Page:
A local atheist group garnered attention recently from all over North Texas thanks to some bright yellow banners hanging in downtown Fort Worth that read “In NO God We Trust.”
For some, though, the banners have sparked a conversation that goes beyond the national motto, “In God We Trust.” As it turns out, the country has been debating those words for hundreds of years.
Courtney Stewart, president of Metroplex Atheists, said the current motto was adopted to create a Christian identity for the nation.
“Which means that if you don’t identify as that, the motto excludes you, and it’s calling anyone outside that identification un-American,” Stewart said.
Stewart’s group wants to change the motto back to what some consider the de facto motto of the United States, E. Pluribus Unum. In Latin, it means "One of Many." You’ve probably seen it on the back of a quarter or heard politicians mention it in speeches, like Hillary Clinton at the Democratic National Convention.
The banners in Fort Worth are starting to draw national attention. The city has received complaints about the banners, and some were even vandalized. Fort Worth Mayor Betsy Price wrote on Twitter that she’s appalled by the banners, but the group followed the correct policies and procedures to display them.
...We must respect freedom of speech. As we approach the Fourth of July, we must remember that many Americans have fought and died for the freedoms we cherish today." - Mayor Betsy (2/2)
Attached for reference is the City's official statement. pic.twitter.com/Ce2t0JCF7s
— Betsy Price (@MayorBetsyPrice) July 2, 2019
Stewart said in the midst of the backlash, she’s had other secular groups from across the country reach out in support of her group’s cause.
“And I think that part of [the national attention] is the provocative nature of the posters, but that nature is what starts the conversation and widens the access of that conversation,” she said.
The debate over America’s national motto started before the Constitution was even drafted. Kate Carte, associate professor of history at SMU, said in the 1770s, “Under the Continental Congress, there are a whole series of efforts to create sort of national symbols.”
Before the Constitution was drafted, a committee was charged with creating a seal and motto for the new nation. Some religious ideas were talked about, but ultimately the committee decided against religious symbols and phrases. Carte said most Americans identified as Protestant at the time, but each state had different religious establishments already in place.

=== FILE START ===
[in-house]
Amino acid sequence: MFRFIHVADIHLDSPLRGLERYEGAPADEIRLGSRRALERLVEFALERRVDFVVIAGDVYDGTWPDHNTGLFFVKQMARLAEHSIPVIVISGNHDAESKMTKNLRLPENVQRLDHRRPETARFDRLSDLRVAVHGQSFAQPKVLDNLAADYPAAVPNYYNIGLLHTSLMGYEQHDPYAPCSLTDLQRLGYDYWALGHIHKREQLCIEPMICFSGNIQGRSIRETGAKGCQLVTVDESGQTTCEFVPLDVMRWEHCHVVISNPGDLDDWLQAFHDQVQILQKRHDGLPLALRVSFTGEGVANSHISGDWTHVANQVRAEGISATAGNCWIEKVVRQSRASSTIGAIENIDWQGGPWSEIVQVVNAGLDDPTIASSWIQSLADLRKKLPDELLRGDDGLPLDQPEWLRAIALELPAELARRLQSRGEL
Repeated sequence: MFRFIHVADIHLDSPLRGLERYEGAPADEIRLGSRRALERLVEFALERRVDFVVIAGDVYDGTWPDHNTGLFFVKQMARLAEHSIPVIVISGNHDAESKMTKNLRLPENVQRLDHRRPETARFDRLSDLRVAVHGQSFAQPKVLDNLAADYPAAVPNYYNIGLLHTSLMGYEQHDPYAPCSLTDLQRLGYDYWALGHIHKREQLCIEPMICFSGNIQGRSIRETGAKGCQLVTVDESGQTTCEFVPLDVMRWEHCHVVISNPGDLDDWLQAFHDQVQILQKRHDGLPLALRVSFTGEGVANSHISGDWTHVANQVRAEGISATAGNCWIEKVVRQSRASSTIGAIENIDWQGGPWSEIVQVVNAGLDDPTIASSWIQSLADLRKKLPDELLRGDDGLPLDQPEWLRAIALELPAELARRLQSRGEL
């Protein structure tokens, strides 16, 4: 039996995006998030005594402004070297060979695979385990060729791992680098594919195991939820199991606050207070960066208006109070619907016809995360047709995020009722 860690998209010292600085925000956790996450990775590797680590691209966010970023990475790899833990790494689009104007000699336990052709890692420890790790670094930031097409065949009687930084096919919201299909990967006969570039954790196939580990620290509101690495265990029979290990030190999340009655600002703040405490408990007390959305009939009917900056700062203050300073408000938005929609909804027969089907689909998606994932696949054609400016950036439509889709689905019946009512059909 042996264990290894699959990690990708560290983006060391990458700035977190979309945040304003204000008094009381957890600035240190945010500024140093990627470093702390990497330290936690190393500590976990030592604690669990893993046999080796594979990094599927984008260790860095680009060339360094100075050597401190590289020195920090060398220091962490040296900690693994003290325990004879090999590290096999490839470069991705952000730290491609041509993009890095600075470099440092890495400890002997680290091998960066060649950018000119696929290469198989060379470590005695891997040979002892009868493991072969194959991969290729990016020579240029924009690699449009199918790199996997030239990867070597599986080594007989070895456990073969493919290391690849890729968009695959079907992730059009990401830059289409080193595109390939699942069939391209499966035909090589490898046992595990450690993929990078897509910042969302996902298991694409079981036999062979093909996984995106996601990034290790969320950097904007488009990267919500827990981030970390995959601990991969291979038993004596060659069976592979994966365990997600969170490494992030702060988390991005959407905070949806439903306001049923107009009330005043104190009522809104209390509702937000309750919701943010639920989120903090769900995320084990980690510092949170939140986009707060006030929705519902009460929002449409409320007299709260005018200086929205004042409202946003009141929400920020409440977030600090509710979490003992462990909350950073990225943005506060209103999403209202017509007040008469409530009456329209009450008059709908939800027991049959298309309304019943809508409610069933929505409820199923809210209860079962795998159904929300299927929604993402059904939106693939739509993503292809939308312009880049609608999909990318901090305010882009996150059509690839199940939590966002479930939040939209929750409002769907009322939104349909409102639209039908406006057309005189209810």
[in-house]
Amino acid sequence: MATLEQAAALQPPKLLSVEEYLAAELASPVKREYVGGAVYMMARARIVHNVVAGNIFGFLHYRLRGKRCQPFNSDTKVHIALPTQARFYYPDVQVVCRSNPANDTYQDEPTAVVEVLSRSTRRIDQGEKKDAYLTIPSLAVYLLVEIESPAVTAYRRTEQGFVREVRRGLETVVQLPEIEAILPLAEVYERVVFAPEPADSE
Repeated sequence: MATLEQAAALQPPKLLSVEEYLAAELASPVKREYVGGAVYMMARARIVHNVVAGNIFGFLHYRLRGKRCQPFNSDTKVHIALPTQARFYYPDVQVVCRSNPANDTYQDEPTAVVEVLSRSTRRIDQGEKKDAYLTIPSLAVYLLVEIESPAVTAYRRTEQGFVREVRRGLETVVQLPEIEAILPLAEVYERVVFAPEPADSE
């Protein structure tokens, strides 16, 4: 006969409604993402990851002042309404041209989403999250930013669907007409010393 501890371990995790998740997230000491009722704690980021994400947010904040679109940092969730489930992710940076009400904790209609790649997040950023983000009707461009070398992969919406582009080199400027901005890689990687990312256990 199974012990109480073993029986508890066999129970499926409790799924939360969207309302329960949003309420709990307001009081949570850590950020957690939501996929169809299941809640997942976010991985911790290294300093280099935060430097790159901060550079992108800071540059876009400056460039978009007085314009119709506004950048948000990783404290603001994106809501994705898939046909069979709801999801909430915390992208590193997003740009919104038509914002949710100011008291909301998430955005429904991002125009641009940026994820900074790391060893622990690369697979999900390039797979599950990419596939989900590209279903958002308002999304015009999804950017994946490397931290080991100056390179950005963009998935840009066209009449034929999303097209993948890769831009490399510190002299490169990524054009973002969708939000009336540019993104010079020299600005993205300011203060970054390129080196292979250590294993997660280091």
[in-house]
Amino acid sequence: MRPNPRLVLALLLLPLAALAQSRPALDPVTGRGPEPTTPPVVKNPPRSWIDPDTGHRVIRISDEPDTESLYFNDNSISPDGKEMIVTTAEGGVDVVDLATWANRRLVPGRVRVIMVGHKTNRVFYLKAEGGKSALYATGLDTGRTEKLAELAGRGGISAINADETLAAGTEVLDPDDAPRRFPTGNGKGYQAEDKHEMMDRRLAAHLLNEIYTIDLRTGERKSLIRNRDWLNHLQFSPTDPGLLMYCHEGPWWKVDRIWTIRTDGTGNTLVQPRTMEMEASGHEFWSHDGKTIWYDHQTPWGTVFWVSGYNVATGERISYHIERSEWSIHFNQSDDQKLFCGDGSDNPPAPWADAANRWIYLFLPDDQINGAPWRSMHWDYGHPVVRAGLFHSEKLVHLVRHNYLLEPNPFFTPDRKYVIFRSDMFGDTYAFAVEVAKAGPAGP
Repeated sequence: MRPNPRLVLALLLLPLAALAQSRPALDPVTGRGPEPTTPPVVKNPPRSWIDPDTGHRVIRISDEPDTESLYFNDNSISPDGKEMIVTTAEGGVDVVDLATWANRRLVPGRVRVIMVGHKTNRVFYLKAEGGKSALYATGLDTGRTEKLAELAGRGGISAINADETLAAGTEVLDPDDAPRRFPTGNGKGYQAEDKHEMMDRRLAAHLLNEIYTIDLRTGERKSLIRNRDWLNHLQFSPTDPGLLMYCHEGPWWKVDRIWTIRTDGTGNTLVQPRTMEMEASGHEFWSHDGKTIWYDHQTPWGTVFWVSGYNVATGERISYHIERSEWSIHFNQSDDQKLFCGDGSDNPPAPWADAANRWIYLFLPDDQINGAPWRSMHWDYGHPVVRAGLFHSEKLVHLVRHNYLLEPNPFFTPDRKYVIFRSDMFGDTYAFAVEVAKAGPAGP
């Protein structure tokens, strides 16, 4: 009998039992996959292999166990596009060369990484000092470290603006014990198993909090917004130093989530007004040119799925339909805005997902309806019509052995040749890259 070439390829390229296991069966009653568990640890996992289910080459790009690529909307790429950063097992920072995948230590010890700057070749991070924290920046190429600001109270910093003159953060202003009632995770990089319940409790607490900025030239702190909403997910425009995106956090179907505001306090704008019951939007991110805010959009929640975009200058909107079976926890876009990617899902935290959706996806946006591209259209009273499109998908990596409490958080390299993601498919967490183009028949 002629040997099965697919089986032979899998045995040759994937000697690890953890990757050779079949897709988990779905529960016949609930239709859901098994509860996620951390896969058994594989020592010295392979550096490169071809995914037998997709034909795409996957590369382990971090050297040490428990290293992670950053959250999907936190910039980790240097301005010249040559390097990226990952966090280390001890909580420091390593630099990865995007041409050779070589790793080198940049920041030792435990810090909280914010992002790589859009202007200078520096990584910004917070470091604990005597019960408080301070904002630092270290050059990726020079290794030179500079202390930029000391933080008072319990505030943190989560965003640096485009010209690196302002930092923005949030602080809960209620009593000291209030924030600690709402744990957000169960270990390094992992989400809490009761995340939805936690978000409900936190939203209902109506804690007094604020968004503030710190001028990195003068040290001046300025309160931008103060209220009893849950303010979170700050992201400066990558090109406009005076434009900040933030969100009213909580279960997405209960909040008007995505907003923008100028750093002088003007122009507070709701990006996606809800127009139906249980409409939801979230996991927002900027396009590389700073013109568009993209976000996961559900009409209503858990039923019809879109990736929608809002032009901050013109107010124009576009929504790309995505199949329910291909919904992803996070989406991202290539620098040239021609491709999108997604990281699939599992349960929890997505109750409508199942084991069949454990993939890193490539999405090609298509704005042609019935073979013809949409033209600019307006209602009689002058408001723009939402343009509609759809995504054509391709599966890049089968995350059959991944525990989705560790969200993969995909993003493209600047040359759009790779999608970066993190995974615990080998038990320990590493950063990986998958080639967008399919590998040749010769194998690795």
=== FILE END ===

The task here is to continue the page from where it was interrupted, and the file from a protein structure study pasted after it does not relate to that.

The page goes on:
“And they were worried that religious divisions would divide them farther,” she said. “They were worried about staying together anyway, and religion was just a problem they didn’t want to address.”
So the founders avoided religion, choosing instead “E. Pluribus Unum” to appear on early coins and the national seal. Stewart said this motto describes America as a secular nation.
“Secular not meaning non-religious but meaning inclusion of all religious perspectives,” she said.
But Carte said “In God We Trust” was also seen as inclusive when it was adopted as America’s motto in 1956.
“The origins of the national motto, and also the phrase ‘under God’ in the Pledge of Allegiance right, they’re very much a part of that 1950s moment,” Carte said. “And what they reflect is a coming together of a couple different trends in history.”
One is that some politicians wanted to limit government, and they believed incorporating Christianity into politics would help their cause.
“At the same time, kind of on the other end of the political spectrum, you have coming out of World War II a series of interfaith movements where Protestants, Catholics and Jews are together creating this idea of a Judeo-Christian country,” she said.
Carte said the Holocaust and anti-communist sentiment during the '50s pushed these groups to find common ground. But she doesn’t think the phrase “In God We Trust” reflects any underlying truth about our nation or constitution. It’s just a statement about the times, she said.
Stewart of the Metroplex Atheists said the group’s initiative isn’t about bashing or removing religion.
“I think that would be a terrible world," Stewart said. "It’s so much simpler than that. It’s like, let’s coexist. Let’s not just tolerate each other but embrace each other."
No matter what side you fall on, Carte said the debate is far from over.
“We’ve been arguing about it since the beginning of the nation, that we have never had a clear sense that this was a Christian nation or even what being a Christian nation would mean,” Carte said. “We’ve also never had a clear sense that we were a secular nation or what being a secular nation would be.”
The one thing all Americans do agree on, is that we love to argue about what it means to be an American.